CMAF: MPEG Aims to Ease Online Video

By Monta Monaco Hernon - At its 115th meeting, the Moving Picture Experts Group (MPEG) reached the first milestone for the Common Media ...

CMAF: MPEG Aims to Ease Online Video
CMAF: MPEG Aims to Ease Online Video

At its 115th meeting, the Moving Picture Experts Group (MPEG) reached the first milestone for the Common Media Application Format (CMAF), which is intended to define a standard for encoding and decoding of segmented media. The aim is for a single format for OTT distributors and playback support for all consumer electronics devices.

"The ultimate goal is to reduce complexity when delivering video online," Will Law, chief architect, Akamai's (NASDAQ:AKAM) media division, wrote in a recent blog.

The issue is such an important one that it has brought together unlikely collaborators - Microsoft (NASDAQ:MSFT) and Apple (NASDAQ:AAPL). The two giants, along with Akamai, Edgeware and other partners, worked together to submit CMAF to MPEG, which accepted it into the standardization process in February.

Göran Appelquist, CTO at Edgeware, said: "What we mean when we said, 'passing the first milestone,' is that CMAF has now reached the state of first 'Committee draft,' which is the first publicly announced stage toward becoming an approved standard. There are several steps remaining in the standardization process, including voting, and work is still ongoing in the ad-hoc groups, so details may still change. Having reached this stage is still a major step, where the parties have agreed on the intent and show belief in this work becoming an international standard."

While there has been a move away from proprietary media protocols, most content distributors still have to make what Law refers to as two silos of content - HLS and MPEG-DASH. In other words, they have to encode and store the same audio and video data twice in separate file containers.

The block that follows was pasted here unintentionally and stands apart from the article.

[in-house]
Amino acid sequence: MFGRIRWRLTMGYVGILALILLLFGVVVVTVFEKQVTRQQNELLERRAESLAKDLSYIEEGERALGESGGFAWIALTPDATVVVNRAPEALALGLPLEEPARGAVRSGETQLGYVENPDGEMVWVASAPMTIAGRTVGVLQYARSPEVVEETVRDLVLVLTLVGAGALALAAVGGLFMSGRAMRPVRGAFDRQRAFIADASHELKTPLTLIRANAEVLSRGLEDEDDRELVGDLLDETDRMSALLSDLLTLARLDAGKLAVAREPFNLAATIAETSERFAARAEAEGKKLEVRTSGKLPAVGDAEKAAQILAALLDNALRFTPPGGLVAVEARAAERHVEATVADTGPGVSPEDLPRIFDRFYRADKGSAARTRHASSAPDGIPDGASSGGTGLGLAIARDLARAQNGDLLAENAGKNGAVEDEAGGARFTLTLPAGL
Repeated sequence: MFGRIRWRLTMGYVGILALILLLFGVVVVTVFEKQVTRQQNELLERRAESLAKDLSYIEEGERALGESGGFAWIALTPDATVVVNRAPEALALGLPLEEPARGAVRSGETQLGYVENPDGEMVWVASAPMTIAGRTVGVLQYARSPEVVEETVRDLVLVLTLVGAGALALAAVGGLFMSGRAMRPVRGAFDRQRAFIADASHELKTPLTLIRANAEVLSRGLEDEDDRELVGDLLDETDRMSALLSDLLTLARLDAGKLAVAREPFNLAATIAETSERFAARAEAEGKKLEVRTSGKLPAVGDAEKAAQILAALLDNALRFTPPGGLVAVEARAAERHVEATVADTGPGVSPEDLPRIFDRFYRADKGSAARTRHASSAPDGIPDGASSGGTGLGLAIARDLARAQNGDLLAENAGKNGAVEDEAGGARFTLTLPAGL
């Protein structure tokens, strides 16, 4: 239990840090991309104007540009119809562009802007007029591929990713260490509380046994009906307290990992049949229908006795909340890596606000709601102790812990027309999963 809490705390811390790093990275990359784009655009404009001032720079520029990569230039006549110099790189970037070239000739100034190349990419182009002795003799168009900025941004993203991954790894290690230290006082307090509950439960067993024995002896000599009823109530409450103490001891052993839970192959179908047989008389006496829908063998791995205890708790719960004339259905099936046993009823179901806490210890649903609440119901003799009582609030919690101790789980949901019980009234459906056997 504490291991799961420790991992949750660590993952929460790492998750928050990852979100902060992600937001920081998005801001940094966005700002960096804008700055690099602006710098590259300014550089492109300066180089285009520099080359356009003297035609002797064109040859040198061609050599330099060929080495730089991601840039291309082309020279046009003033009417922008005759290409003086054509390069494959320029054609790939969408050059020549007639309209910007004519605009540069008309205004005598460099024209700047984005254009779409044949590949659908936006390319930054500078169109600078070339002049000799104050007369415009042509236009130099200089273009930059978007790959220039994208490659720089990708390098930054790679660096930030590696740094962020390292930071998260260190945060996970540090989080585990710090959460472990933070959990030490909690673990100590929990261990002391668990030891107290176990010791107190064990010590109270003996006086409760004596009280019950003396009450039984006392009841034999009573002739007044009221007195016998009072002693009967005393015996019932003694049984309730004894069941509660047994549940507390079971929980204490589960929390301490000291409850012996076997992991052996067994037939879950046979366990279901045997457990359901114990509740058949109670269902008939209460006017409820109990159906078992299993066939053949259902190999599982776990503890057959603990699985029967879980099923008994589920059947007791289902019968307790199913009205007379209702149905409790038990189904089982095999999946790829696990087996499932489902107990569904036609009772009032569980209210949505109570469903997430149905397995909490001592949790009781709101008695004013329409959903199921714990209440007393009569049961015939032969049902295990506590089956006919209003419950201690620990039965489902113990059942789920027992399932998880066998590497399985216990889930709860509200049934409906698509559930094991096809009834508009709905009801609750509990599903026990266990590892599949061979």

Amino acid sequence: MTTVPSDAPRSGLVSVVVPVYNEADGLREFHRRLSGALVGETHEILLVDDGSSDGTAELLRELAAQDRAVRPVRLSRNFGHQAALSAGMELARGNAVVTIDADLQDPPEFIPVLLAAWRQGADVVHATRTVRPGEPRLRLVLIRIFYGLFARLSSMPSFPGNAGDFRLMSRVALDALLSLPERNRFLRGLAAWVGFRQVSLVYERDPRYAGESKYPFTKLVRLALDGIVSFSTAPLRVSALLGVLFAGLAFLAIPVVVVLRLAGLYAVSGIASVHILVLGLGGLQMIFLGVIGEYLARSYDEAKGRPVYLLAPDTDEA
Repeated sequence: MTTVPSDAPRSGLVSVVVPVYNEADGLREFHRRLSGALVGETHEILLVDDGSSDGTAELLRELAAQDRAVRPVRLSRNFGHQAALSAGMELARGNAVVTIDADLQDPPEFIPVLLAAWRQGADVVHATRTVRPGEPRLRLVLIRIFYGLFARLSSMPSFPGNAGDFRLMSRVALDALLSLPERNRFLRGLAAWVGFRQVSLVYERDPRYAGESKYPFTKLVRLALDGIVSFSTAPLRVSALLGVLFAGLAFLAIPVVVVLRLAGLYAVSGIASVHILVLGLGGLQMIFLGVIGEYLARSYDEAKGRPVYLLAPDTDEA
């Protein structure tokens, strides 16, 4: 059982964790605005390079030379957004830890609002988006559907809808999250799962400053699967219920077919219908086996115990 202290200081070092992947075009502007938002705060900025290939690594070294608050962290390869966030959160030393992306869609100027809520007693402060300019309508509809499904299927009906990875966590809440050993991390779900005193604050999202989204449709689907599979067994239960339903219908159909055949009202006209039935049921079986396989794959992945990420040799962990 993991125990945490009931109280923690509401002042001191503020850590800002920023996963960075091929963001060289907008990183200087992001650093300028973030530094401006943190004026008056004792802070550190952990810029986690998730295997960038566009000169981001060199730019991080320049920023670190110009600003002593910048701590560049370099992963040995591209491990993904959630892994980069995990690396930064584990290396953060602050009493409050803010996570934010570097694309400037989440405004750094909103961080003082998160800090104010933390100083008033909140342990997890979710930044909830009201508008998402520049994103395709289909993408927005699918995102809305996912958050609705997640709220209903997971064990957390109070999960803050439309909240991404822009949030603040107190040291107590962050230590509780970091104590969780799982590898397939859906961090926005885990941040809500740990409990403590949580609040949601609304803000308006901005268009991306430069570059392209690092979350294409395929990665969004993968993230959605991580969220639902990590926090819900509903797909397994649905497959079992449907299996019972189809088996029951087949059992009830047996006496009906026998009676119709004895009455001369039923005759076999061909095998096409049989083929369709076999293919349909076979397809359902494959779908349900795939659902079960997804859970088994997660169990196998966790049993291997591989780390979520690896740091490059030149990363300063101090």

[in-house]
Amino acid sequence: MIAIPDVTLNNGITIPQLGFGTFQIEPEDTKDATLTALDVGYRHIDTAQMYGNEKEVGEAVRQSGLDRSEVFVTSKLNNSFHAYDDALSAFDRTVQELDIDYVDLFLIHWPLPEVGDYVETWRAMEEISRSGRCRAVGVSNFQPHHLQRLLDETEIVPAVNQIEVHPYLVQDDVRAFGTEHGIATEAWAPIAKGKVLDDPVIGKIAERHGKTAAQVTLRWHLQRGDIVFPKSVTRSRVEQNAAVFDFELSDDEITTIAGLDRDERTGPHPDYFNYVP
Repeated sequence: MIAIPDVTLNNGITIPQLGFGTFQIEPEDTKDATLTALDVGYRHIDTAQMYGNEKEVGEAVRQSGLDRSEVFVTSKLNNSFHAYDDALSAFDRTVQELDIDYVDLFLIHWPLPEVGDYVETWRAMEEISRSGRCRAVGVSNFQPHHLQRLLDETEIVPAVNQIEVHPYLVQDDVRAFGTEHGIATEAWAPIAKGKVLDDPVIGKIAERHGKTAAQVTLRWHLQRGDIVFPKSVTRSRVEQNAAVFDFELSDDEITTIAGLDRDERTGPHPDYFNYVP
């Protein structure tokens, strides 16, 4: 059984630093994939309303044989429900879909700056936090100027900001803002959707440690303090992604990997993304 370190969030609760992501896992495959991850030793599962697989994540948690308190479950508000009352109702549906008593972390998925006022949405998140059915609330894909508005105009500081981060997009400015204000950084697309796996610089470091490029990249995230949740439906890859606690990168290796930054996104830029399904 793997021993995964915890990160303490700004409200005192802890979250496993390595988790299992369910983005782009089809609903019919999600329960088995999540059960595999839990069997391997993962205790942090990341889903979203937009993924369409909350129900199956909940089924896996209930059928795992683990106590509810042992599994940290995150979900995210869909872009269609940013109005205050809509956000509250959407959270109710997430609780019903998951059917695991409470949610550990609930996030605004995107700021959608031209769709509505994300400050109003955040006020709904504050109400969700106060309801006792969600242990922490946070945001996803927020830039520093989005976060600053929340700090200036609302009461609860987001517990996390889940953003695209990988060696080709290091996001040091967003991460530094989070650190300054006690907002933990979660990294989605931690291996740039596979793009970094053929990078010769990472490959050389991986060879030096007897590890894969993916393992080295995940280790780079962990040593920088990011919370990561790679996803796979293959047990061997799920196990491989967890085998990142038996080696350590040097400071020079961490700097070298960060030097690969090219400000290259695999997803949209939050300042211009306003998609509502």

"These same files, although representing the same content, cost twice as much to package, twice as much to store on origin, and they compete with each other on Akamai edge caches for space, thereby reducing the efficiency with which they can be delivered," Law wrote.

CMAF suggests file containers that closely resemble those currently used in DASH, so there can't be much work needed on DASH encoders, workflows, Law explained in the blog. Apple and the HLS community, however, will have to abandon the use of transport stream (TS) file containers.

What DASH currently uses is a variant of ISO Base Media File Format, called fragmented MP4 (fMP4). In June, Apple announced it will incorporate fMP4 in HLS.

"(This) gives the industry more confidence that CMAF will live up to its billing as the driver of convergence," Law wrote. "The benefits of encoding once, packaging once, caching once, and building a single type of player are too attractive along the delivery chain for TS to persist in the long term."

Once CMAF is standardized, Apple, Android and Microsoft operating systems and devices are likely to adopt quickly. However, legacy devices will still be around that require TS-based HLS. Also, common encryption will remain a problem, and CMAF does not address the different manifests used in DASH and HLS.

Appelquist said: "Standardization is one thing, but the main trigger for this effort will be client availability. With Apple already supporting it in Safari on Mac and having announced support in the upcoming iOS 10 release, (and) DASH clients already supporting it, it is reasonable to believe that this will actually be a real change."

Law wrote, "Despite these issues, CMAF remains the biggest step forward the industry has taken in many years toward a harmonized and converged future."

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